We know from history that both claims are wrong.
President Obama and later Sen. Tom Coburn insisted that the only way to reach a debt-ceiling “compromise” was to include both spending reductions and tax increases. Obama created the Simpson-Bowles commission, which recommended tax hikes and spending reductions. Rep. Paul Ryan calculated that the tax increases the commission proposed topped $2 trillion over 10 years. The Heritage Foundation said $3.3 trillion. Taxes would be raised. Spending, it was said, would be cut.
The same argument was used in 1982 when Democrats promised President Ronald Reagan that they would cut spending three dollars for every dollar of tax hike Reagan conceded. Taxes were raised. Spending, adjusted for inflation, actually increased after the 1982 bipartisan “budget deal” hammered out at Andrews Air Force base. By putting tax hikes on the table, the promises of spending reduction evaporated. In 1990, President George H.W. Bush (a cheaper date) was promised two dollars of spending cuts for every dollar of tax hikes. Yet taxes were raised $137 billion, and spending was not cut but actually increased more rapidly after the “deal.”
Tax increases did not complement spending cuts; they displaced them. Tax increases are what politicians do instead of spending cuts.
This year, Republican leaders John Boehner and Mitch McConnell took tax hikes off the table, and Congress and the president “compromised” on a spending reduction of $2.5 trillion over the next decade. No $2 trillion tax hike. Yes, spending reduction.
These three examples confirm the same lesson. When taxes are on the table, spending is not reduced. When taxes are not an option, spending is reduced.
But some believe that if one argument won’t get you into the pockets of taxpayers, try another.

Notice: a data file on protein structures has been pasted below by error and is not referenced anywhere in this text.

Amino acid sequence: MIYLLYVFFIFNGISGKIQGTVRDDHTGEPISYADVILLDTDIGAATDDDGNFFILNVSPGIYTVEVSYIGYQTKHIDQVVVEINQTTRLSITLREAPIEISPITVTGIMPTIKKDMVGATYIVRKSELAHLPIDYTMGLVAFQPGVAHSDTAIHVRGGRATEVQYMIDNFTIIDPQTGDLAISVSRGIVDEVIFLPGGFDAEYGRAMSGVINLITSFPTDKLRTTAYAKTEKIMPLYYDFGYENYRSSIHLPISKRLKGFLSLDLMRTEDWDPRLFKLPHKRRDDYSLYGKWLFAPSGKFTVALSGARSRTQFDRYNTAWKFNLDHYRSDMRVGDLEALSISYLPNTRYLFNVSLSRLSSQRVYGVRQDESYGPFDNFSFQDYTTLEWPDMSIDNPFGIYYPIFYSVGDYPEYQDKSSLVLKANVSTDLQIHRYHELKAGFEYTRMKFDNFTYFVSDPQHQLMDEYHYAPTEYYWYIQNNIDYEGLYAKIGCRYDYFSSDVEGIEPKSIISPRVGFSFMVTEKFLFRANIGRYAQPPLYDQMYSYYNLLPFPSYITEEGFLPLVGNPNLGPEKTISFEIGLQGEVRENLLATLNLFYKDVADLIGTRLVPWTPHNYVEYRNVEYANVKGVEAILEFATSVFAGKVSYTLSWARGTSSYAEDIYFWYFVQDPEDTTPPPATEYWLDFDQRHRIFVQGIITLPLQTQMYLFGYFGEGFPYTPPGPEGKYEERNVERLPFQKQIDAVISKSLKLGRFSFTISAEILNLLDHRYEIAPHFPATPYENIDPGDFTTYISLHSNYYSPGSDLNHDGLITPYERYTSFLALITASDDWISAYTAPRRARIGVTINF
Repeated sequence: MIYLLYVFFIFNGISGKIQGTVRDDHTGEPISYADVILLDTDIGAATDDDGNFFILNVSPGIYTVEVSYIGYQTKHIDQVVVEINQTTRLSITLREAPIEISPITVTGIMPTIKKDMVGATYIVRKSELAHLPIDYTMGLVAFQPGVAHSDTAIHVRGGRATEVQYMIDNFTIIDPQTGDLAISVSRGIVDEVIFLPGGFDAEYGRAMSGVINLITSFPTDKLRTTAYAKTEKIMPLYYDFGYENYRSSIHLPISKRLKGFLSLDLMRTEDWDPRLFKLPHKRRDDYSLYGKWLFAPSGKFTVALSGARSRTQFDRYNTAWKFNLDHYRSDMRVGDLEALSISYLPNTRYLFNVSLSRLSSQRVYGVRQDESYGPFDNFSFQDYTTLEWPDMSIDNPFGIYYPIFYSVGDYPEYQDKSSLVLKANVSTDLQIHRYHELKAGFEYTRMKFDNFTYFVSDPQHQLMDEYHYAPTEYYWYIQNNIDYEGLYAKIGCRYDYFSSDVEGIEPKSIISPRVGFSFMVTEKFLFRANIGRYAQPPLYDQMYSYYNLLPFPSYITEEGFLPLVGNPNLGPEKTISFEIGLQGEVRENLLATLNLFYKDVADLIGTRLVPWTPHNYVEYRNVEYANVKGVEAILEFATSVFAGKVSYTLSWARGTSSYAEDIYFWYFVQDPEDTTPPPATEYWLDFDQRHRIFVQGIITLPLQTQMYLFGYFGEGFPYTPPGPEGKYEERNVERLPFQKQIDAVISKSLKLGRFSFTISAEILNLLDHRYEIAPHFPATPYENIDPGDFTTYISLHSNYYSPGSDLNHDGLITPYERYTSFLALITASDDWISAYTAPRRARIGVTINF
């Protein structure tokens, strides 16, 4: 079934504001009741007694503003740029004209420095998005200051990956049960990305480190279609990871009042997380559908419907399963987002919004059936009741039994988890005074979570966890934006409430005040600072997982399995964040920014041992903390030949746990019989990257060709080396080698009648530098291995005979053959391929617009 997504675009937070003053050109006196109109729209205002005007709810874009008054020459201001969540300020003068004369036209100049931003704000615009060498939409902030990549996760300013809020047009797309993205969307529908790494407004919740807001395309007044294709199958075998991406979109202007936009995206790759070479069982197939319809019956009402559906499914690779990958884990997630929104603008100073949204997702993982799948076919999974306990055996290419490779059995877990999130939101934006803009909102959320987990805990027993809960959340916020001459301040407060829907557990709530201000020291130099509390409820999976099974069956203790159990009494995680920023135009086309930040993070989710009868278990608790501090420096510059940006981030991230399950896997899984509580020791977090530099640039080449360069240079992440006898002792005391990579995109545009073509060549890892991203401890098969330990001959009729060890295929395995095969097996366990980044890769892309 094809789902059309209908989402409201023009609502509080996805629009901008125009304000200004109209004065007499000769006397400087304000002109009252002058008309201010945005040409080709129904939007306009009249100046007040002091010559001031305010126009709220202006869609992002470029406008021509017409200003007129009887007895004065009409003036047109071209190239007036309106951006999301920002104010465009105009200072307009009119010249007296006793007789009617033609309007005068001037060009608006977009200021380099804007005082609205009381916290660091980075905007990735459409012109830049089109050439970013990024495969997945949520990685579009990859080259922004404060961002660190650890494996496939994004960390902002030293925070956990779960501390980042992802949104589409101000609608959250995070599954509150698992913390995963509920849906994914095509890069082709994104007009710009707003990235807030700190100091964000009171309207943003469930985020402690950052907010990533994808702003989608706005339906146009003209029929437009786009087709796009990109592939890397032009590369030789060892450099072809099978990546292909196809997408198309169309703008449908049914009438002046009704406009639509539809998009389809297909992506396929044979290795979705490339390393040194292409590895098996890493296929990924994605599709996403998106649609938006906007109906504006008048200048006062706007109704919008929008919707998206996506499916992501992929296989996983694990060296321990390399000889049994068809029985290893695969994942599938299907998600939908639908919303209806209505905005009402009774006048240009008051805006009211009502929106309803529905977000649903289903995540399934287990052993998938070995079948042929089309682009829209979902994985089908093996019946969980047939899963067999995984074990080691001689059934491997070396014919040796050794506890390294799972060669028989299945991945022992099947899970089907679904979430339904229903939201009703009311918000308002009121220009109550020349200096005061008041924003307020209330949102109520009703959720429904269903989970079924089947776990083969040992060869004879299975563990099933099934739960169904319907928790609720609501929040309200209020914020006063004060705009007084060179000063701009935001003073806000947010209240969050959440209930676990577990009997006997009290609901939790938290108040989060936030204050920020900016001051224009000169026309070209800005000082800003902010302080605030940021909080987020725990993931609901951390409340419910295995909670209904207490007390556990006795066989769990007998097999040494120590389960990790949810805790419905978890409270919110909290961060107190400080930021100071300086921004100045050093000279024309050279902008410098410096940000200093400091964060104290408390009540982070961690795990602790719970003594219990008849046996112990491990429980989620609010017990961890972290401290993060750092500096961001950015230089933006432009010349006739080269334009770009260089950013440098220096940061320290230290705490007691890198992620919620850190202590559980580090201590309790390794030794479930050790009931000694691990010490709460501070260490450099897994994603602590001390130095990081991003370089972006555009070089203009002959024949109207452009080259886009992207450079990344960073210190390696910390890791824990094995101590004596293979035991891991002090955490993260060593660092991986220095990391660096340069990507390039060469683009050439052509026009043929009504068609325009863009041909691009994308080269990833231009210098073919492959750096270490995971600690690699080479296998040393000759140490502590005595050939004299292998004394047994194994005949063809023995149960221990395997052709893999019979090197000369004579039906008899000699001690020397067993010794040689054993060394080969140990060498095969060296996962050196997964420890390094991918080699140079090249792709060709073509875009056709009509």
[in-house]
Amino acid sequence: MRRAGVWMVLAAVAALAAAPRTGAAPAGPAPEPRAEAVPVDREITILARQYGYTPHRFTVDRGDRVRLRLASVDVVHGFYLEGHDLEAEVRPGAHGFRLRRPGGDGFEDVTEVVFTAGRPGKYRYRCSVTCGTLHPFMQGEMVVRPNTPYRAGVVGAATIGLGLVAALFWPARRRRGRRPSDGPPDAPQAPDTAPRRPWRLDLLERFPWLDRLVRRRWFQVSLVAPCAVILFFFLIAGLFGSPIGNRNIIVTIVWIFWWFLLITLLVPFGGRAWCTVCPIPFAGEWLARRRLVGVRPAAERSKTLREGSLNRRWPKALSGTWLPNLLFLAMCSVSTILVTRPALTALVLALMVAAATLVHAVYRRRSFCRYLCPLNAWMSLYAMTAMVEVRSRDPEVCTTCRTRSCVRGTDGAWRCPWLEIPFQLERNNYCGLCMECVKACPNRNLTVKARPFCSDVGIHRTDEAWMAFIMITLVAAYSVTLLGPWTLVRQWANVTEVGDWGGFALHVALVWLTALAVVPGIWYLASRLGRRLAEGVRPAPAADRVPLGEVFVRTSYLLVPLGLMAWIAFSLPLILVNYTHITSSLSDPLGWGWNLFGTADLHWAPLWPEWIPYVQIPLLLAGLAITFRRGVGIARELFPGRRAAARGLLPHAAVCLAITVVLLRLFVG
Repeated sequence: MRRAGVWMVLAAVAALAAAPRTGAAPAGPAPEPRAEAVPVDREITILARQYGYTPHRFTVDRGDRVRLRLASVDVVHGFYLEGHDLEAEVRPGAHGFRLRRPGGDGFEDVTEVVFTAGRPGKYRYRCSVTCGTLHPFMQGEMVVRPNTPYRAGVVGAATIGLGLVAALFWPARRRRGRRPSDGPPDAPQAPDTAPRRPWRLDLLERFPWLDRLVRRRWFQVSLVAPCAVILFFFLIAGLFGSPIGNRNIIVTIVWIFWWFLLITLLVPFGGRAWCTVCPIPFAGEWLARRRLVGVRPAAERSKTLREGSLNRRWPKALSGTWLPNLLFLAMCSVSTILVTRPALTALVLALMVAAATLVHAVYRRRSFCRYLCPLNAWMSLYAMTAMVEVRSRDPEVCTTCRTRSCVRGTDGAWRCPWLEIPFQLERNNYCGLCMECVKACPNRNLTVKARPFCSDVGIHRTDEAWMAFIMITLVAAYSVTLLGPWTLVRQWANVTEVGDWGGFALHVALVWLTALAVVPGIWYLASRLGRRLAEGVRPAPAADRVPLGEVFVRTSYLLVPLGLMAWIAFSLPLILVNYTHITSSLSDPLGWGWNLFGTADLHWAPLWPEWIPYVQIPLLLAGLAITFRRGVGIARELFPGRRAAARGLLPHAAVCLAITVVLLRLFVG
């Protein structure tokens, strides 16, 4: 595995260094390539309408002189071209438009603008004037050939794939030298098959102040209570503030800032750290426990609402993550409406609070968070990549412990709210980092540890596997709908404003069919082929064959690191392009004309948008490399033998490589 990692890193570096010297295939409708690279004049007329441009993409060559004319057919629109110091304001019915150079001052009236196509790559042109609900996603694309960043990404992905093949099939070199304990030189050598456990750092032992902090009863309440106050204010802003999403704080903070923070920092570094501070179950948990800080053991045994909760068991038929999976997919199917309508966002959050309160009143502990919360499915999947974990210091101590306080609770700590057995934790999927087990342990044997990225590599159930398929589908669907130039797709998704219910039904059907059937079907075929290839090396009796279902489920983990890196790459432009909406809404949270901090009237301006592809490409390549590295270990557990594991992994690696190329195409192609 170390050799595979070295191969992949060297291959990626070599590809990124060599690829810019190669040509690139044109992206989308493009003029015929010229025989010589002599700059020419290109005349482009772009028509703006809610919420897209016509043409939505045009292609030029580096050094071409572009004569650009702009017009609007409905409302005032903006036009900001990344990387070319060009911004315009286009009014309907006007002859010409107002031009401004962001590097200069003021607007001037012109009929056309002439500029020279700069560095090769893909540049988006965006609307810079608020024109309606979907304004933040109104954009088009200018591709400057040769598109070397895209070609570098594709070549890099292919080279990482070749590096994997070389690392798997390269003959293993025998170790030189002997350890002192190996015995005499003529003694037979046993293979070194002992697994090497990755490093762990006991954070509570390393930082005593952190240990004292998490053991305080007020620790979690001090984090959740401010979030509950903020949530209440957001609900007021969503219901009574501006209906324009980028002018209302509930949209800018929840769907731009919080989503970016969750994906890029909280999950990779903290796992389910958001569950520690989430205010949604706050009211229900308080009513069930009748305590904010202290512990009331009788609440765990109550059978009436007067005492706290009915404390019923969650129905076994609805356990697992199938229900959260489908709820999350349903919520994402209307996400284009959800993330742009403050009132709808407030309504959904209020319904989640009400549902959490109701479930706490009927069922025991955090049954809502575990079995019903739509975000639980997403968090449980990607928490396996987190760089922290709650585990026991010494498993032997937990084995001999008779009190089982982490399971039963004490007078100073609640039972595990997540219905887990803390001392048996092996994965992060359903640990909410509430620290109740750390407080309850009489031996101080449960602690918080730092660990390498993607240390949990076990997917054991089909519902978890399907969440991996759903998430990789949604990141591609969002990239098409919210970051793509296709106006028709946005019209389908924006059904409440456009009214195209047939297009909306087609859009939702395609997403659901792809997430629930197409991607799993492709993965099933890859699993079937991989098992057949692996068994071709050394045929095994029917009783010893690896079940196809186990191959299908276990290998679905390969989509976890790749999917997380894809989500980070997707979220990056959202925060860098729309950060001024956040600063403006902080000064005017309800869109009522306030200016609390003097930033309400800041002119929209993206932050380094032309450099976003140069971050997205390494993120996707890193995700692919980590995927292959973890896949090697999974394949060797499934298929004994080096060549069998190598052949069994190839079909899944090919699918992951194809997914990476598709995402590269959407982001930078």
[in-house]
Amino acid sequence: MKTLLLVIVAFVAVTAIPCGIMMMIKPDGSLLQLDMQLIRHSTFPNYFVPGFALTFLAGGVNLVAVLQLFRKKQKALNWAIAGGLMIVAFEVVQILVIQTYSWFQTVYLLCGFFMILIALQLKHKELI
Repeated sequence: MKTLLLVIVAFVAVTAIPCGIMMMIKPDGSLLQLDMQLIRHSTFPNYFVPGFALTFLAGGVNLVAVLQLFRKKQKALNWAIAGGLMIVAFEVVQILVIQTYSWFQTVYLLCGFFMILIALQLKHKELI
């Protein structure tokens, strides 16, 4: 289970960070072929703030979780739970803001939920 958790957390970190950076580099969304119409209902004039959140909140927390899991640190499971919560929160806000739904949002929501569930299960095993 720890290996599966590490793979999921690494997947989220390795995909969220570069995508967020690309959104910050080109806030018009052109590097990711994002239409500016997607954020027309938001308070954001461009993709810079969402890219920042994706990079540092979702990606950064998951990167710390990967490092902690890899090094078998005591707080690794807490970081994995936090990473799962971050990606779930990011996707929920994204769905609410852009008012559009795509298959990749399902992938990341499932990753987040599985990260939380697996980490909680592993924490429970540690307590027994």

Hence the spanking new argument: The pledge stands in the way of tax reform. This argument flows from Democratic ads that attacked Republicans in 2010, claiming that those who had signed a pledge against any net tax hike had actually promised to continue all tax deductions and credits. FactCheck.org debunked those ads, summarizing that the pledge “leaves ample room for elimination of any number of special tax breaks so long as the overall level of taxation is not increased. To claim that this ‘protects’ any particular provision of the tax code is simply untrue.”
The pledge clearly and unambiguously endorses revenue-neutral tax reform and equally prohibits a net tax increase.
This myth was again exposed when some tried to argue that the pledge stood in the way of eliminating the tax credit for corn ethanol. In fact, Americans for Tax Reform endorsed the Coburn amendment to strike the tax credit and the DeMint amendment to both end the ethanol mandate and provide an offsetting tax cut so the total reform was revenue-neutral.
Again, look at history. When did Congress actually reform the tax code by eliminating many deductions and credits for individual and corporate income tax and reduce marginal tax rates? That would be the Tax Reform Act of 1986, supported by Republicans and Democrats and signed into law by Reagan. Why was that effort successful when so many tax-reform projects stall?
That year Reagan announced that he would veto any “tax reform” that was a Trojan horse for higher taxes.
When taxpayers and taxpayer-friendly lawmakers were freed of the fear that tax reform would be corrupted into a tax hike, the tax-reform effort succeeded.
The 238 members of the House of Representatives and the 41 senators who have signed the Taxpayer Protection Pledge to their constituents stand ready to vote for pro-growth, revenue-neutral tax reform that simplifies the tax code and brings rates down for all citizens and businesses. The pledge is a barrier to tax increases. And that protection makes real tax reform possible today, just as it did in 1986.
The writer is president of Americans for Tax Reform.